Harold: No, not necessarily. Program announcements will be distributed across the pool of reviewers, the pool of study sections, based on particular specific content of the application. Now program announcements are usually issued for three years. In other words, they are valid for three years from their date of issuance, and so applicants can send in an application to a particular program announcement at any of the three receipt dates that come annually for the three years of the life of the program announcement. Again, as opposed to the request for applications which are typically a single receipt date only.
Megan: Can you recommend a strategy for how somebody might affectively search for funding opportunity announcement like the ones you just mentioned.
Harold: Yes, well that’s very interesting question and actually there’s a number of ways that a person can do it. One way might be to speak with your colleagues or mentor whose working in the same area of science and find out what kind of funding announcements, or what kind of program announcements they typically respond to, or even what institutes they typically get funded by. Another is to identify various NIH institutes that typically fund the area of science that you work in or are interested in and check their websites. Each of the websites of the institutes will list the program announcements and RFAs that are issued from that particular institute, identifying the area of science they are interested in funding. Other ways are to search the NIH database, the RePORTER database, to see what institutes have been funding areas of science that you are more particularly interested in.
Megan: So one of the more obvious ways that you didn’t mention and maybe because it is more obvious to you is the NIH Guide for Grants and Contracts, is our consolidated source for publishing every funding opportunity announcement at NIH across all the institutes and centers. And the other thing that we probably haven’t mentioned yet that we should is Grants.gov. So you can also search for funding opportunity announcements in Grants.gov, the difference being that Grants.gov is a search across the federal government, and searching across the federal government you would be surprised at some of the agencies that fund by biomedical research. But Harold what happens if you can’t find something, a particular announcement that is specific to your area of science. Does that mean that NIH isn’t interested in it?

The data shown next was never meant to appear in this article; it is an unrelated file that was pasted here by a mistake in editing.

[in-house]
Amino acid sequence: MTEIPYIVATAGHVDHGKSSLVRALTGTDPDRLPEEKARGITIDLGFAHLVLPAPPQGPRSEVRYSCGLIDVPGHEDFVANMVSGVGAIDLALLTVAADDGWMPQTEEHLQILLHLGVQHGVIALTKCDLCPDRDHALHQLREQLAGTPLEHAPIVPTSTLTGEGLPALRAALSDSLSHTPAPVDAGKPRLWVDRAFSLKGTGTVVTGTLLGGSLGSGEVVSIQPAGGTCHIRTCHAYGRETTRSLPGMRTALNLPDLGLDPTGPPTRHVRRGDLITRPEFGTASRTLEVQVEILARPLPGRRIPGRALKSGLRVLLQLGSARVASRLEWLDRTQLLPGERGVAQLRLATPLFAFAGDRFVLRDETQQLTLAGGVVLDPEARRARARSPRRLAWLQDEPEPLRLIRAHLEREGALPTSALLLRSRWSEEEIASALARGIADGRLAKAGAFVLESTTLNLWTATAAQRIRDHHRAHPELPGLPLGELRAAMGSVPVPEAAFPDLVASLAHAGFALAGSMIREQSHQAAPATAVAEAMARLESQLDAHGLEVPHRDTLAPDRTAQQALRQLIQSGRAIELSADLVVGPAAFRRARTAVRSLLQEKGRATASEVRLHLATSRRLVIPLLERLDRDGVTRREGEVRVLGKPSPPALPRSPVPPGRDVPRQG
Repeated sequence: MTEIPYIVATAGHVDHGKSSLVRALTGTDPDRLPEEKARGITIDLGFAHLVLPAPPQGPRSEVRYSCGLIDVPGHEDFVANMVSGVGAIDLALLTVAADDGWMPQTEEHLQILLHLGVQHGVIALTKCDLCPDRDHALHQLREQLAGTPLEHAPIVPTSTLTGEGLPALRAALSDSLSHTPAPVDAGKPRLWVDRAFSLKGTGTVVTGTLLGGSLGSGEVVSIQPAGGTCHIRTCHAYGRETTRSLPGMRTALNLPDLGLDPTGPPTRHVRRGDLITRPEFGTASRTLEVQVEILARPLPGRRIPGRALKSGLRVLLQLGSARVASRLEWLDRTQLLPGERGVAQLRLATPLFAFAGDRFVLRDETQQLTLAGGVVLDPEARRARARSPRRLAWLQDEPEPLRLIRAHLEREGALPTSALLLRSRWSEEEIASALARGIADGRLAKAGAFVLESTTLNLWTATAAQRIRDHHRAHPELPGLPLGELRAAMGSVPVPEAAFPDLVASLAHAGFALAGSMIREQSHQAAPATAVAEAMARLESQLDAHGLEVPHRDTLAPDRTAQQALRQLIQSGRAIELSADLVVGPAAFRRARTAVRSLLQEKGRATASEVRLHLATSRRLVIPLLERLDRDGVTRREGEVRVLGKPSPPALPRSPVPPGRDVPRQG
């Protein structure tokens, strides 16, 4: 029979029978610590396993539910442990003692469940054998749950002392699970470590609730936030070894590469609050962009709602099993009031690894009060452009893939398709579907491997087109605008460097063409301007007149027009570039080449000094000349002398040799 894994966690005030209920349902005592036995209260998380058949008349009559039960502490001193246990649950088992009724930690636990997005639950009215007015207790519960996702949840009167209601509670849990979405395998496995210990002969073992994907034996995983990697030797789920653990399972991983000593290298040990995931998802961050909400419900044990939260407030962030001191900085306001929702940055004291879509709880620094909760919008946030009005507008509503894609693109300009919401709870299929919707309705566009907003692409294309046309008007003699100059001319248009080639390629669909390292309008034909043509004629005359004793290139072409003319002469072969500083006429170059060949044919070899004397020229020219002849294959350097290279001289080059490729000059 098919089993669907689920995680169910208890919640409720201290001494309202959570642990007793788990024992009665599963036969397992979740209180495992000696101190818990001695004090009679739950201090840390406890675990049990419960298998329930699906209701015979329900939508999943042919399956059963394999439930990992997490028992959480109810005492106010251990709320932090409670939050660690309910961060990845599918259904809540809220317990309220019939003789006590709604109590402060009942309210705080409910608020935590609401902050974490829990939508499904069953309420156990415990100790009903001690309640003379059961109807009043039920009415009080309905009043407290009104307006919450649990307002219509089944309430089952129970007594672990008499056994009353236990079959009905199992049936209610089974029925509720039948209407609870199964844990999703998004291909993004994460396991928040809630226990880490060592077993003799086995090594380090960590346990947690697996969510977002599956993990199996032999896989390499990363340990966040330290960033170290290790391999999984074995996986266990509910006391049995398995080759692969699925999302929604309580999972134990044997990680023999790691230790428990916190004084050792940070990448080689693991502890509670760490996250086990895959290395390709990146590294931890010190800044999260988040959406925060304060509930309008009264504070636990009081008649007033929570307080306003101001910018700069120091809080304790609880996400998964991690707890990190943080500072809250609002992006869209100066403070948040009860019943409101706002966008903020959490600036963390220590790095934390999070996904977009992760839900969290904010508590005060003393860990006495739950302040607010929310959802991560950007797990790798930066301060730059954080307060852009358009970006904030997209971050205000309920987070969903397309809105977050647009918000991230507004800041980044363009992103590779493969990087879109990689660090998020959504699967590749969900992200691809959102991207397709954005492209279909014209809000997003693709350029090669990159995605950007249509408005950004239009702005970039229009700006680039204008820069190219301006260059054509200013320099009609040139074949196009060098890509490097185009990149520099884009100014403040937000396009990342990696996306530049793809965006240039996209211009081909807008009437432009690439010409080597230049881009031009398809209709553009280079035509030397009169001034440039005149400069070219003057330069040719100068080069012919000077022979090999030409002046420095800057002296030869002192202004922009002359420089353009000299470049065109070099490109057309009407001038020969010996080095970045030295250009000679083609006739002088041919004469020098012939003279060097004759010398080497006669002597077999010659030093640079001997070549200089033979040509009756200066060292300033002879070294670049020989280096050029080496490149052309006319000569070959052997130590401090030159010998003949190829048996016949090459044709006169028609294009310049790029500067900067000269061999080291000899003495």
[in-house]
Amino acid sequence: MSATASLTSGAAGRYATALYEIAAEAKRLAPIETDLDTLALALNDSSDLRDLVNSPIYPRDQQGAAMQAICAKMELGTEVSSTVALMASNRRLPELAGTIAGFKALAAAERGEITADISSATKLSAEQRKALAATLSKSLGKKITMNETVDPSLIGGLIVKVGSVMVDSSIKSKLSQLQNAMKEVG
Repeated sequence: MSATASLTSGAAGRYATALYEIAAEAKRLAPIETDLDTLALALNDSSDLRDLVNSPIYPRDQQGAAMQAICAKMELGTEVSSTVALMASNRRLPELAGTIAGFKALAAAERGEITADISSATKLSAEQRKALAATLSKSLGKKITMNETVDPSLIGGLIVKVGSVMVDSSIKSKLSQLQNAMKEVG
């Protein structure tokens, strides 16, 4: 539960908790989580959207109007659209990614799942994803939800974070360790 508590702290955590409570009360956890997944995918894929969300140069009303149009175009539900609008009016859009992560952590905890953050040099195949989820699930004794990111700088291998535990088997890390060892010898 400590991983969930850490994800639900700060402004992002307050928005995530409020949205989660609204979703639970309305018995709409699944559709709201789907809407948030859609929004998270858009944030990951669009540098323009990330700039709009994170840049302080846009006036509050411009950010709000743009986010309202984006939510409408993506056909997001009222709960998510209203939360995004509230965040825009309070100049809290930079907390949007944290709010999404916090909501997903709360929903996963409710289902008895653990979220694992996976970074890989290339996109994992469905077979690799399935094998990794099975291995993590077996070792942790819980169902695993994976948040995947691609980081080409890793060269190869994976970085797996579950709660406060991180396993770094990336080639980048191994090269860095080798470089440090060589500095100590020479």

Harold: Actually not, NIH is very interested in all sorts of areas of science and a lot of investigator-initiated research. And if you can’t identify a particular program announcement that’s really focused on what you are interested in doing, then you could look at what we call parent announcements. And parent announcements are more generic program announcement that really identify various funding mechanisms through which you can ask for NIH funding. So, for example, there’s R01 parent announcements. There are parent announcements for small businesses or for small grants. These provide a mechanism for you to actually describe your science, describe your research questions you are interested in, and send an application in to NIH through our electronic application system.
Megan: And to make it easy to find those parent announcements NIH actually has a page of parent announcements that we’ve consolidated, and we’ll provide you that URL at the end of the segment. You said that RFAs have only a single receipt date and that program announcements have multiple receipt dates usually over a multiple years. So I can see that if I submit an application to a program announcement, and I’m not successful, that I could re-submit to that same announcement. With an RFA there’s only one receipt date. What do I do if I’m not successful when I submit to that RFA?